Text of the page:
Some hackathons can actually begin before your hands touch your keyboard. Spark CX had an ideation night a few days before the hackathon that gave us a huge look into the gas industry and the problems Air Liquide needed help solving. This really helped us set the groundwork for our ideas. Knowledge is power and the more knowledge your participants have, the better prepared they’ll be. Other hackathon scheduling tips include:
*Be clear about arrival and break times. Everyone should have the same amount of time to answer the challenge(s).
*Communicate clearly about overnight policies. Will the venue stay open ‘round the clock? What does that mean for security and access?
*Inform participants of deadlines, pitch sessions, etc.
*Make sure the order of events is clear. The basic formula is to arm teams with resources (see below), let them hack away, develop their pitch and, ultimately present, usually to a panel of judges.
The best hackathons have two types of resources: technical and personal. What data sets do you have to offer participants? APIs? SDKs? Customer data? Sales data? “We’ve got all this stuff, see what you can do with it!” is a lot better than “Build us something from scratch.”
Similarly, have expert mentors on site. Most hackathons will have participants attempting to solve problems in industry segments of which they have little to no prior knowledge. Sure, Google is a great resource, but nothing beats talking to someone who lives in the industry, suffers through the pain points or has to deal with the customers that do. At the Air Liquide hackathon our team probably spent 2-3 hours speaking with a variety of mentors on Day 1. That was time NOT designing, writing code, or working on the pitch. It was time spent understanding the problems that the customer cared about. This helped us make our pitch more convincing. It paid off in spades.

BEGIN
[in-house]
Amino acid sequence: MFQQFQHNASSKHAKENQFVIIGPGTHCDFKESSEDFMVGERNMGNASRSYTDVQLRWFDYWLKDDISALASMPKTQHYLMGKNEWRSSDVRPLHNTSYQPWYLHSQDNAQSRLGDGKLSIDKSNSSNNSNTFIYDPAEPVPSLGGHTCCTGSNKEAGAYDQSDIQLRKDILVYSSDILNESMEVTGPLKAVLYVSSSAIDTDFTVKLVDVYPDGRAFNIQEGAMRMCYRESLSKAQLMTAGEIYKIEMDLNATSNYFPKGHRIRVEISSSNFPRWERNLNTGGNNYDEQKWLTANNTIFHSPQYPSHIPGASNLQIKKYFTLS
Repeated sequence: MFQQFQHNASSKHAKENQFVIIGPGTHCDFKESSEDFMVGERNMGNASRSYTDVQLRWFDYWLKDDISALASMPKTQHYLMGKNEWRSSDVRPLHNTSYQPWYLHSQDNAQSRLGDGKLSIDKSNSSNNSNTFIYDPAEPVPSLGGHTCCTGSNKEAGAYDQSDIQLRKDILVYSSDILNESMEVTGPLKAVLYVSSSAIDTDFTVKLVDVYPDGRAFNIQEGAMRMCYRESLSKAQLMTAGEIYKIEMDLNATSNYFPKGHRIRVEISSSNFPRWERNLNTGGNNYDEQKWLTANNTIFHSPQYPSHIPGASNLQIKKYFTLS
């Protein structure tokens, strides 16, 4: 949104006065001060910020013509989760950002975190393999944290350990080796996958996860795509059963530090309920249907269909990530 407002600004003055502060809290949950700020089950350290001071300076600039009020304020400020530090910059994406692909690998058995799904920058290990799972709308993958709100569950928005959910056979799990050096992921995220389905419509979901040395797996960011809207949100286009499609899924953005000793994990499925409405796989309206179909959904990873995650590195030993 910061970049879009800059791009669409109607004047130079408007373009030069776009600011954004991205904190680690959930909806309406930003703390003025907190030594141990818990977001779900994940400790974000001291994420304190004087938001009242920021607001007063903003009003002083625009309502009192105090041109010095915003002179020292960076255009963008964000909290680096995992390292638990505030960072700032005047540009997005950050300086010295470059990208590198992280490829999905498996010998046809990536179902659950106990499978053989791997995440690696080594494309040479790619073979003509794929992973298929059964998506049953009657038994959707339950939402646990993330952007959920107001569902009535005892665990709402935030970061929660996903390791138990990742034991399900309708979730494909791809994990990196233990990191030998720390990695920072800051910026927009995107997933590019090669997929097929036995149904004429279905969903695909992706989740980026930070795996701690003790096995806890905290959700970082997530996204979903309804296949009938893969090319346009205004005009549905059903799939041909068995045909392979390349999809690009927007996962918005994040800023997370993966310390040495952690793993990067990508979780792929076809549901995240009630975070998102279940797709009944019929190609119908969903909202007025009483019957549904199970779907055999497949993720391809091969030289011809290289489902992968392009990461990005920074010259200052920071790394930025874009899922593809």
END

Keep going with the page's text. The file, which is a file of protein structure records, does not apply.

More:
You’ll also want to have a hackathon leader or emcee that runs the show, provides schedule updates, and can answer general questions. Depending on the size of your hackathon, you might want to allocate a group of folks to this role.
State the Deliverables
Remember, this is a hackathon. Do not expect polished results. Teams will (should) focus on getting core concepts done and then refining them rather than trying to perfect each piece. That said, the best hackathons have a clear list of deliverables each team needs to make good on. For the Air Liquide hackathon, we had to have a Keynote deck, a Pitch, Code, and a Prototype.
Provide the Fuel
Coffee. Fluids. Pizza. Snacks. Fruit. Energy bars. Brain food. More coffee. Not only will these items power great ideas, they’ll also build good will. Imagine arriving at a hackathon and realizing that you also have to take care of ordering food, running out to get coffee, etc.
And don’t forget the most important fuel: strong wifi!
Strive for Diversity
The more skills and perspectives you can attract to your hackathon, the better. Remember, hackathons aren’t just for coders anymore! At the Air Liquide hackathon, our team was composed of two developers, one designer, and one unicorn who was part sales/marketing, part UX practitioner, part PM. This helped us figure out our team’s strengths and play to them.
Have questions about hosting a hackathon? Give us a shout and we’ll brainstorm with you. And be sure to keep an eye out for our next hackathon-related post that will explore how you can survive your first, as a participant.